From: jan m <•••@••.•••>
Subject:  "Help for the Map-Challenged CIA"

Date: Thu, 20 May 1999 01:22:27 -0400
From: Jerry Markatos <•••@••.•••>

Hi, friends,

The following letter from Cliff Pearson of Dallas TX, to the director of
Central Intelligence, shows exactly how hard it is to get addresses right,
when all the world's our target.

One response from Congress has been that if the CIA failed to make the
right decision on bombing the Chinese embassy in Belgrade, it was because
they don't have enough money(?!).  If you're inclined to communicate with
your representative(s) in Congress, check "Contacting the Congress" at
 Just let them know that an increase of $1.99 plus a couple of postage
stamps should take care of it.



Help for the Map-Challenged CIA

Via NY Transfer News Collective * All the News that Doesn't Fit

source: Green Left Weekly #361 5/19/99


To Director of Central Intelligence
Central Intelligence Agency
Washington, DC 20505

It has come to my attention that there was a bit of a boo-boo in Belgrade
this past week. Apparently the Central Intelligence Agency had some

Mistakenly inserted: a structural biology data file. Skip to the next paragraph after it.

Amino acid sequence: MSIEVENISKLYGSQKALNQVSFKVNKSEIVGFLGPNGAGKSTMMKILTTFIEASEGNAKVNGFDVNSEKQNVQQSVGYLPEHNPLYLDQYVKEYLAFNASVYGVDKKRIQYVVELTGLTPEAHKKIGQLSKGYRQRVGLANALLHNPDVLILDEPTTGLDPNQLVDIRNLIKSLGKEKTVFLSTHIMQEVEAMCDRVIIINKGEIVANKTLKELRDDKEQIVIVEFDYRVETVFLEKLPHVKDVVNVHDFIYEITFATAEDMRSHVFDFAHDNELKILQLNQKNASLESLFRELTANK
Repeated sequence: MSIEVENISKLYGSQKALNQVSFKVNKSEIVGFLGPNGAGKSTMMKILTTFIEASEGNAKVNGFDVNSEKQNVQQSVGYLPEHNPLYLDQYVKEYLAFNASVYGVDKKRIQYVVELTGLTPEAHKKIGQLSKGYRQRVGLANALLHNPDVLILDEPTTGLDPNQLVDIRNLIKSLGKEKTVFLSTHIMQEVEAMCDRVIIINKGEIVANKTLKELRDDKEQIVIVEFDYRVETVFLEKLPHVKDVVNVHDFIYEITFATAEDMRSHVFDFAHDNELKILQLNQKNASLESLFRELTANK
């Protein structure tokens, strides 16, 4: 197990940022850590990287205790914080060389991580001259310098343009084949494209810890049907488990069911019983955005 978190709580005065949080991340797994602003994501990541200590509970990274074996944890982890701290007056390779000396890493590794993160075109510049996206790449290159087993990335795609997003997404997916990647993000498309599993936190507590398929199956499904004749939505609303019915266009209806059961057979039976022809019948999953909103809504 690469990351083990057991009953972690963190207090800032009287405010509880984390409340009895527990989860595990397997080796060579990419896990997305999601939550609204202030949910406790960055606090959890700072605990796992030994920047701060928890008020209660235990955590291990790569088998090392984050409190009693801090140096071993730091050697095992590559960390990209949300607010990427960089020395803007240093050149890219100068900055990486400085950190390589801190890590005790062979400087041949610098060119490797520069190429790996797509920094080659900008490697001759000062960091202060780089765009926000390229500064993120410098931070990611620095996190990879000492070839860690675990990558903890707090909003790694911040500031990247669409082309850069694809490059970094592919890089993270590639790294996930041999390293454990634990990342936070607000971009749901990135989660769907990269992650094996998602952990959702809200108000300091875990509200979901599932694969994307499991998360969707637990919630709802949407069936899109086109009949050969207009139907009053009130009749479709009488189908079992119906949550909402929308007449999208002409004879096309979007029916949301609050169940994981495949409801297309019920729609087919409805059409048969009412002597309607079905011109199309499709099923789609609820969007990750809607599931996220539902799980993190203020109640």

difficulty locating the Federal Directorate for Supply and Procurement and
accidentally bombed the Chinese Embassy.

It seems the problem had to do with having an outdated map. Maps must be
getting awfully expensive, because even with the CIA's $40 billion a year
budget, you guys apparently couldn't afford a current one. Therefore,
enclosed please find one map of Belgrade, Yugoslavia.

I bought it at a local bookstore. (Don't worry about the cost, $1.99, it's
on me.) It has a copyright date of 1999, so it should be current.

While I was at the bookstore I also took the liberty of picking up a
Frommer's Travel Guide for Yugoslavia for you, should you choose to travel
there. What with all the death and destruction the United States and NATO
are causing there right now, hotel rates are probably pretty cheap.

Also, might I suggest that in the future you guys double check your maps
with the Internet? I managed to find the following addresses in about five
minutes of searching:

Federal Directorate of Supply and Procurement
Tresnjin Cvet ST. 5 11000
Belgrade, Federal Republic of Yugoslavia

Embassy of the People's Republic of China
Tresnjin Cvet ST. 3 11000
Belgrade, Federal Republic of Yugoslavia.

Cliff Pearson
Dallas, Texas


Six-month airmail subscriptions (22 issues) to Green Left Weekly are
available for A$80 (North America) and A$90 (South America,
Europe & Africa) from PO Box 394, Broadway NSW 2007, Australia

  NY Transfer News Collective   *   A Service of Blythe Systems
Since 1985 - Information for the Rest of Us                         339
Lafayette St., New York, NY 10012
<jump/http://www.blythe.org>http://www.blythe.org                  e-mail: